JM: I want to talk a little bit about your personal experience with self-compassion, how you really came to embrace it both personally and scientifically. How did you personally come to believe in the importance of self-compassion?
KN: I had a hippie, New-Agey childhood. But when I got to Berkeley for grad school, I decided I had to reject all that. And then what happened was—if you read my book, I tell my dirty laundry—but basically I was going through a very messy divorce, and I was stressed about finishing my dissertation and finding a job. There was a lot going on in my life. And I realized that when I just went for the intellect and tried to reject all my spirituality, I was shutting myself down. So I decided to give Buddhism a try.
I started meditating. And the lady teaching the meditation class talked a lot about self-compassion, and I just thought, “Oh my god, not only is this what I need, but this makes so much sense. Why has no one ever just said before, ‘You really should be kind to yourself, and it’ll actually be really healthy if you are?’” It immediately changed my life, so much so that when I got remarried shortly thereafter, we ended our marriage vows with the vow to help each other be more self-compassionate. We were both so moved by the concept.
After doing my post-doc and getting the job at UT-Austin, it was kind of scary because no one knew how to even define self-compassion, let alone conduct research on it in academia, although a lot of people had written about it in other circles. But I just knew that this was so important, I wanted it to be my life’s work. I started doing research on it, and I continued to practice it—going on retreats, practicing in my daily life, etc. But when it really saved me was when my son was diagnosed with autism in 2004.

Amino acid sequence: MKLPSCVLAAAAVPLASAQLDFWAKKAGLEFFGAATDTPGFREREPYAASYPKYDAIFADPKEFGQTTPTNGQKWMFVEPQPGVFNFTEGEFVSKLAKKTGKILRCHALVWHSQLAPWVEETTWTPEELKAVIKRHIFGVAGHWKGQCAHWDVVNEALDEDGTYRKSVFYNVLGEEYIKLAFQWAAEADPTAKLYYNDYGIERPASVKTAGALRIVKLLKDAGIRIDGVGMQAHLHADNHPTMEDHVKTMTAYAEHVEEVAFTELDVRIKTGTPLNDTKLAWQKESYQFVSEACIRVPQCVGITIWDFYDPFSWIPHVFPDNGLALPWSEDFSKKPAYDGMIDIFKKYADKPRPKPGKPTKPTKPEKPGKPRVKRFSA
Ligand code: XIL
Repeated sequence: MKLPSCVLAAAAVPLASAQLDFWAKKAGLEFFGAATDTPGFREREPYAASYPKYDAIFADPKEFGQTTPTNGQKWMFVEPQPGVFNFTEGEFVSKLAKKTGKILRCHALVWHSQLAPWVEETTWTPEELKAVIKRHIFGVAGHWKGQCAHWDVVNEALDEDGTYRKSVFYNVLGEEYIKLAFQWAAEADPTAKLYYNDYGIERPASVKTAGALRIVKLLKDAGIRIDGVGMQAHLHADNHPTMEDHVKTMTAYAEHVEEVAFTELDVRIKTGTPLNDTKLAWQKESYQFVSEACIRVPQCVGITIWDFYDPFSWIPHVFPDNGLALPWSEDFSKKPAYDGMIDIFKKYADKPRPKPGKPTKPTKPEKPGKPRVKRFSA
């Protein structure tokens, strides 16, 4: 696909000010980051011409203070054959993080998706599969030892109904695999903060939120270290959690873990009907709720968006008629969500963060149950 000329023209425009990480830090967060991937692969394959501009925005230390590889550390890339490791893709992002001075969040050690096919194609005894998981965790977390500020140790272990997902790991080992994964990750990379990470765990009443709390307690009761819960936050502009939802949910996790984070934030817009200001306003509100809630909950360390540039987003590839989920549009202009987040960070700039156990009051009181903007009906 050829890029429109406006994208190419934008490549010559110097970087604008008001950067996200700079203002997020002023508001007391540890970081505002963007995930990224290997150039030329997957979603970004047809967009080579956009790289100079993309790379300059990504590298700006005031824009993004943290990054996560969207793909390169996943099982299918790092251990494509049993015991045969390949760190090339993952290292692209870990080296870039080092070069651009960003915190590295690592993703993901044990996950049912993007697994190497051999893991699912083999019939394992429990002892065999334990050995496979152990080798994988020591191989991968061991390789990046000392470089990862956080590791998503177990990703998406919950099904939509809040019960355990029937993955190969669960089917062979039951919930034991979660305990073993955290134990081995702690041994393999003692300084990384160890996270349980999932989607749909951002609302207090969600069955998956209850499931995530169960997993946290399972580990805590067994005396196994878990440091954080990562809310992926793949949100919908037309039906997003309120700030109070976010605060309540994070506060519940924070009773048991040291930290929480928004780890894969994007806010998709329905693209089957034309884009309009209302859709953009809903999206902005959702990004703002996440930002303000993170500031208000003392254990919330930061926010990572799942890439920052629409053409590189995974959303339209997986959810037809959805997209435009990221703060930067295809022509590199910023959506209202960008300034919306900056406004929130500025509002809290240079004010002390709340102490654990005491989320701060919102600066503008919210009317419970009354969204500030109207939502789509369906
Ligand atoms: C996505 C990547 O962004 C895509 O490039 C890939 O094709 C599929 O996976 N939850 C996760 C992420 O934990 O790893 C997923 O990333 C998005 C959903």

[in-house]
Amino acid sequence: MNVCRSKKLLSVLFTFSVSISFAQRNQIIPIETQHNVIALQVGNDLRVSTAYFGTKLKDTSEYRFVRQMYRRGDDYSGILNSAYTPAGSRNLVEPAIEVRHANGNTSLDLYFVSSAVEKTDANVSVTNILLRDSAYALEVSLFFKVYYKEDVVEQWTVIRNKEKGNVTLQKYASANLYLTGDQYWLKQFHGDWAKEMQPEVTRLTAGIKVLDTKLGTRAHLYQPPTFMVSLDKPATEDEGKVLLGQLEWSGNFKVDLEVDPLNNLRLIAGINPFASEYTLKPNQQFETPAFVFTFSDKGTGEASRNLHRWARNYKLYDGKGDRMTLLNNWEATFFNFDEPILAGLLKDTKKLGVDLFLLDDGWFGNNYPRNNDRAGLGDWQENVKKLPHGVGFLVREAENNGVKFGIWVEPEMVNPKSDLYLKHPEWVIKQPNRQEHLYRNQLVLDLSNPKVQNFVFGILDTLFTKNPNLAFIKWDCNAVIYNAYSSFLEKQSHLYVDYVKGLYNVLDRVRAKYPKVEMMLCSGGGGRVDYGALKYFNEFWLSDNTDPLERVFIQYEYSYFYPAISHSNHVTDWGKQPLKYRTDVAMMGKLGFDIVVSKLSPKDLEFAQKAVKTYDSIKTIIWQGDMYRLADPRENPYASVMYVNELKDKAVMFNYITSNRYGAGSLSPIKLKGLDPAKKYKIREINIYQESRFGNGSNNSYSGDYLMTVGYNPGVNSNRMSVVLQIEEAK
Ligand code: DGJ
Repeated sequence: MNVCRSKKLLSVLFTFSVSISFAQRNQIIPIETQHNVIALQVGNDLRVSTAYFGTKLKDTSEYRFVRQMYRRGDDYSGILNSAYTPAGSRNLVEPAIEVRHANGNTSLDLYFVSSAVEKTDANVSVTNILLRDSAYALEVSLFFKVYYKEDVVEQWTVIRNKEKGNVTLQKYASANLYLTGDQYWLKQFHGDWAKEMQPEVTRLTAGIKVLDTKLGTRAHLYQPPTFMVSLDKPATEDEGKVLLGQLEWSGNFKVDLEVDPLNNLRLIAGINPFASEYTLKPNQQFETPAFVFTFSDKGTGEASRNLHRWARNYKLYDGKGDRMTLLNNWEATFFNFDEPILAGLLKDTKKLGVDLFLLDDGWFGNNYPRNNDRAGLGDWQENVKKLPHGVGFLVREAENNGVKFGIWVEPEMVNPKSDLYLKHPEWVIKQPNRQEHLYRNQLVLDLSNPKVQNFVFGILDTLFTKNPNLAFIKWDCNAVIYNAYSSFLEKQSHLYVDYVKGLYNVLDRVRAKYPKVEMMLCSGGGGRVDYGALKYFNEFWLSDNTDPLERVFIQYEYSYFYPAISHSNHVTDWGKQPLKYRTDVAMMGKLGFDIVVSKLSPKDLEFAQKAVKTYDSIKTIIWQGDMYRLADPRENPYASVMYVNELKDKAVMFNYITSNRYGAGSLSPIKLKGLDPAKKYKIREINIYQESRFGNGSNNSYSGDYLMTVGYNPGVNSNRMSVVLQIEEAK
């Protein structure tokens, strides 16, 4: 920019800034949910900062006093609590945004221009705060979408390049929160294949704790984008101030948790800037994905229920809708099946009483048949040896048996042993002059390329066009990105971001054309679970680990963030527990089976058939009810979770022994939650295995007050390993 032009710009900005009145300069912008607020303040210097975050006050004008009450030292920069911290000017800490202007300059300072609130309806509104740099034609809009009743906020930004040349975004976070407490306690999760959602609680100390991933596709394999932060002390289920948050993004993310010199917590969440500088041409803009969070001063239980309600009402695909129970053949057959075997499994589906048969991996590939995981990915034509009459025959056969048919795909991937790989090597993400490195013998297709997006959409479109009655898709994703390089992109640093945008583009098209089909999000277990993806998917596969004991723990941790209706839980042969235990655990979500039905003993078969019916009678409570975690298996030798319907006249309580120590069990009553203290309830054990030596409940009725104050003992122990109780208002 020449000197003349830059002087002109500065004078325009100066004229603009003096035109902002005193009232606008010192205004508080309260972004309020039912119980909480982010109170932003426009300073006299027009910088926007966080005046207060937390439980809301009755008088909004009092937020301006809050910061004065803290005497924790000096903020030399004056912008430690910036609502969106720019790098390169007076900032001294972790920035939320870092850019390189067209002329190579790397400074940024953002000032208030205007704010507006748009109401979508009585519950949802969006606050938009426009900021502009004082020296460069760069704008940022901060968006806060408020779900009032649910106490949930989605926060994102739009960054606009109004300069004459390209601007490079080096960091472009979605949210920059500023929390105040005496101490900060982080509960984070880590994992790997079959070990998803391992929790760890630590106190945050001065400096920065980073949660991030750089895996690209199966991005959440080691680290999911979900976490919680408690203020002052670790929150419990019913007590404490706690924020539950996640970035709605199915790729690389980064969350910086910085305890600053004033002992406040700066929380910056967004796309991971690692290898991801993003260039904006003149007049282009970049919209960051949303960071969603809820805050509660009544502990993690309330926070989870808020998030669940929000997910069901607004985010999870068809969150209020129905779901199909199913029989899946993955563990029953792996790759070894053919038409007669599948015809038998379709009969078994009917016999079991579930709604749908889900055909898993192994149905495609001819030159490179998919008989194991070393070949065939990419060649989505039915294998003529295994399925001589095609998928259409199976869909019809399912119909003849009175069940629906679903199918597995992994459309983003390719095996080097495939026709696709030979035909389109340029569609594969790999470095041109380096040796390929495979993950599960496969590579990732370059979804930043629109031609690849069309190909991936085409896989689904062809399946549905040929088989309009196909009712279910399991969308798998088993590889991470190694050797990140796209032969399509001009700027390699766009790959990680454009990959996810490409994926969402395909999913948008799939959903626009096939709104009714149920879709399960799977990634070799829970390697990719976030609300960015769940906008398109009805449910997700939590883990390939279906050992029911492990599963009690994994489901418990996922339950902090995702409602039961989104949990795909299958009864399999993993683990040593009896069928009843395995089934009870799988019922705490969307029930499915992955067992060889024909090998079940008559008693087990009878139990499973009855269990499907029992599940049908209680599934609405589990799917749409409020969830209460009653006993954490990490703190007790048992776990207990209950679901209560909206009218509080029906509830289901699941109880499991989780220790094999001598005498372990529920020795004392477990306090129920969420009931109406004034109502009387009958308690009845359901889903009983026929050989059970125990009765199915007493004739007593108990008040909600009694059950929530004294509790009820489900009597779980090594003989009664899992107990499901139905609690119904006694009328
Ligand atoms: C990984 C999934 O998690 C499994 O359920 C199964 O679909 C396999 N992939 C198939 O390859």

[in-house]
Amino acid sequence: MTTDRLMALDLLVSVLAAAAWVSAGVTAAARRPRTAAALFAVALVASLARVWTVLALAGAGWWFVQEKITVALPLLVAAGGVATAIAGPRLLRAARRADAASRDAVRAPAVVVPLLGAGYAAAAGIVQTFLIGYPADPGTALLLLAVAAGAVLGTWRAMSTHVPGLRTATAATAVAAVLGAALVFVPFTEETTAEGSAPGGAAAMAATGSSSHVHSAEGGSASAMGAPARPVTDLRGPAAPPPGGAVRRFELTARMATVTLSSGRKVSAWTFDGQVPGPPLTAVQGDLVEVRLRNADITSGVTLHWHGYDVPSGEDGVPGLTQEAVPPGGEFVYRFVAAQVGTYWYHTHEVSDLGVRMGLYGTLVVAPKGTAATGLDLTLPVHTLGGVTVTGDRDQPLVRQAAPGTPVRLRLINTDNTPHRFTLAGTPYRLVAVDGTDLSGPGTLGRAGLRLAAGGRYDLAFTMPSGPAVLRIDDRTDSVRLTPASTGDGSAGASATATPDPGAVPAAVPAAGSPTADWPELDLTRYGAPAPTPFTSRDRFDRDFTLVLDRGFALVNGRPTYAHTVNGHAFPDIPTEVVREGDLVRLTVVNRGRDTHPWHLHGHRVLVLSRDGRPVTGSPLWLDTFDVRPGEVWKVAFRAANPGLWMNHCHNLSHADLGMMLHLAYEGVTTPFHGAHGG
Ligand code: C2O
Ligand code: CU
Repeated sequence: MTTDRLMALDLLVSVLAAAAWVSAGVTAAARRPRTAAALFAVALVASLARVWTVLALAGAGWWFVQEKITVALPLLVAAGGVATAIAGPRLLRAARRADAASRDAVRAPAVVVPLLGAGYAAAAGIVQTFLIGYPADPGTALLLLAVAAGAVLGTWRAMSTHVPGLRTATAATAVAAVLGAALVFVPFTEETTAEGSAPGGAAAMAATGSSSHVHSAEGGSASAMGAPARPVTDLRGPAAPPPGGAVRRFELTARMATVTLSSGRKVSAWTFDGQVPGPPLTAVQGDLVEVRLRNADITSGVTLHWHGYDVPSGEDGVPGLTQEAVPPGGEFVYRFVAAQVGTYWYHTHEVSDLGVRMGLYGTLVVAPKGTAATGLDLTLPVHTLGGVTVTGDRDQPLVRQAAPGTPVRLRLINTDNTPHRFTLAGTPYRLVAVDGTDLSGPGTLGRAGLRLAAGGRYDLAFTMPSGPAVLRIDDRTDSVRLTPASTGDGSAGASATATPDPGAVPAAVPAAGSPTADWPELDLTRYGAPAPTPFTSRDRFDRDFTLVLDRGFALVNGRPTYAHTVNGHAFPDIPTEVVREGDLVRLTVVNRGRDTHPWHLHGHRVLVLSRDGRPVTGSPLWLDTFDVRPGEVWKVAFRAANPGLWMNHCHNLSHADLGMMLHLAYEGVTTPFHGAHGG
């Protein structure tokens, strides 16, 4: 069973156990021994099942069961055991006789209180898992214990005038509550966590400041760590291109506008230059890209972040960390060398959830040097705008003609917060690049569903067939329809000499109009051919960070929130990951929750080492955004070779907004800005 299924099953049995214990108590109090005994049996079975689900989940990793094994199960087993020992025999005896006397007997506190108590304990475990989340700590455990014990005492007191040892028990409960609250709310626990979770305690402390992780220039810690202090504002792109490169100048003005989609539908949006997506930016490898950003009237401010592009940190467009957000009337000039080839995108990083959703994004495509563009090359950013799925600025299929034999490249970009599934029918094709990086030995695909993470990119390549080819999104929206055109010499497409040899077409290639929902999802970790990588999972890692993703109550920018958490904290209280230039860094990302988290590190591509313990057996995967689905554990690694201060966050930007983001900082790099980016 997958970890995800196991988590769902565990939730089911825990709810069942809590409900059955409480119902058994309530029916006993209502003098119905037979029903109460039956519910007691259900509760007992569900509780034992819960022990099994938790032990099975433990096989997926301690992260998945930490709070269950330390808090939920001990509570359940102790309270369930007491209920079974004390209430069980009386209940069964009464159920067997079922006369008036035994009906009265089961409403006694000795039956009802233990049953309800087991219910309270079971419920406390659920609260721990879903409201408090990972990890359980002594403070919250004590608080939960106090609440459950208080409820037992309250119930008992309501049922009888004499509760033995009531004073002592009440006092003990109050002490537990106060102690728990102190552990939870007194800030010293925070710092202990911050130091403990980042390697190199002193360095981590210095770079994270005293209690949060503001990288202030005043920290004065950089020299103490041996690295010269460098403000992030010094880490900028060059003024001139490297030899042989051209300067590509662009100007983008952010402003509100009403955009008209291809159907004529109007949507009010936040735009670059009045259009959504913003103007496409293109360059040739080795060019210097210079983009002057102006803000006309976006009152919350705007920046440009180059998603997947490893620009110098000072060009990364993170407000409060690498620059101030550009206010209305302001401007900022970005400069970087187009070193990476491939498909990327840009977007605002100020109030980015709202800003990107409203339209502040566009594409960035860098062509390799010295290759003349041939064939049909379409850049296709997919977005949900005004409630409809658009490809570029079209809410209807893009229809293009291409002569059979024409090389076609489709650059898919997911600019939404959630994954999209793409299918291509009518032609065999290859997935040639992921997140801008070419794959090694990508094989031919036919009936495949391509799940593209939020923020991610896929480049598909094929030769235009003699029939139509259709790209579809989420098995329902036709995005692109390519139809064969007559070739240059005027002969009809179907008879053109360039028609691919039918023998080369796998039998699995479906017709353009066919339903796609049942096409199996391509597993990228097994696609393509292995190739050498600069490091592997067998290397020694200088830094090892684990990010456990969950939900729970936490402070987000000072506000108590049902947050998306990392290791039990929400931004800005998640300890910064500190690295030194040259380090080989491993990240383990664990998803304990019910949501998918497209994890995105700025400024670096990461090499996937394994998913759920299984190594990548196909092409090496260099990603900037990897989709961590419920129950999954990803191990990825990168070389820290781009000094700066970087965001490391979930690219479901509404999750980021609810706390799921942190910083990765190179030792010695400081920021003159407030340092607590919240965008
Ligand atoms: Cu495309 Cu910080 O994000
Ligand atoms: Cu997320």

I can’t even imagine how I would have coped if I didn’t have my self-compassion practice. I was able to fully accept my grief, not feel guilty for grieving, which a lot of autism parents do: “How can I be grieving for my child who I love so much?” I was able to accept all my complex, intense emotions, to really soothe and comfort myself for what I was going through.
With autism, you are powerless. When my son used to have tantrums in public, there was nothing I could do. I was completely powerless. I could try to keep him safe and that’s about it. So self-compassion allowed me to accept that, and open my heart to it—he’d be throwing a tantrum, and I would just be saying, “Let me be kind to myself right now, let me be kind to myself, let me…” I would actually focus on myself rather than him, after making sure he was safe. I couldn’t help him, but I could help myself in that moment.
Kristin Neff's book, Self-Compassion (William Morrow, 2011).
Self-compassion gave me the emotional stability I needed to help him, and then ultimately to embrace him, with a much more open heart and open mind than I would have been able to—to not try to fix him or control him but to celebrate who I was and kind of follow his lead. I won’t go into it here, but my husband wrote a book, and we made a documentary, called The Horse Boy, which is really about what happens if you open your heart and your mind to a child with autism or special needs.